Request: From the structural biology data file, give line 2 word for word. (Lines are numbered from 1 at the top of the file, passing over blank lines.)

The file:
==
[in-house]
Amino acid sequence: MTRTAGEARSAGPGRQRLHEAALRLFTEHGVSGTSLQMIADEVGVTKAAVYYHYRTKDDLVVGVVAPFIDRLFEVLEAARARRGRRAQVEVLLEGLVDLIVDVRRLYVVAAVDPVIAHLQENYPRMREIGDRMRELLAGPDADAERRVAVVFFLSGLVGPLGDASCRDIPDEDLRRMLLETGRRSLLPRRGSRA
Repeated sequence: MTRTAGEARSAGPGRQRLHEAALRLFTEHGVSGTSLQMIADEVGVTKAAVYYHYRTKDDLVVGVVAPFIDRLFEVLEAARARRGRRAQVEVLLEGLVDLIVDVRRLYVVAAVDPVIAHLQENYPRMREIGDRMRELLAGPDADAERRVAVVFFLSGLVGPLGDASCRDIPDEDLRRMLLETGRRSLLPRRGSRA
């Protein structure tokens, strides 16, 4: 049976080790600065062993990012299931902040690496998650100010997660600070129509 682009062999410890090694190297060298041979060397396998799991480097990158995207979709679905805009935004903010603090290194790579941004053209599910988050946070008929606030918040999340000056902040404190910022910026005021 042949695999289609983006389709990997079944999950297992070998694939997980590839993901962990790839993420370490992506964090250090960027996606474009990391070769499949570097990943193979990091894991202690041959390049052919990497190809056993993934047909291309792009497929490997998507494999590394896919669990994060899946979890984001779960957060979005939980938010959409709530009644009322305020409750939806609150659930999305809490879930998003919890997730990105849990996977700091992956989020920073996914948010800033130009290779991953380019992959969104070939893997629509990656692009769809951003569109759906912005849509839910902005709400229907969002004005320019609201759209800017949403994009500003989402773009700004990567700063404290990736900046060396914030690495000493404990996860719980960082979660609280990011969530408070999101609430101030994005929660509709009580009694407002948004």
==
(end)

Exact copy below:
Amino acid sequence: MTRTAGEARSAGPGRQRLHEAALRLFTEHGVSGTSLQMIADEVGVTKAAVYYHYRTKDDLVVGVVAPFIDRLFEVLEAARARRGRRAQVEVLLEGLVDLIVDVRRLYVVAAVDPVIAHLQENYPRMREIGDRMRELLAGPDADAERRVAVVFFLSGLVGPLGDASCRDIPDEDLRRMLLETGRRSLLPRRGSRA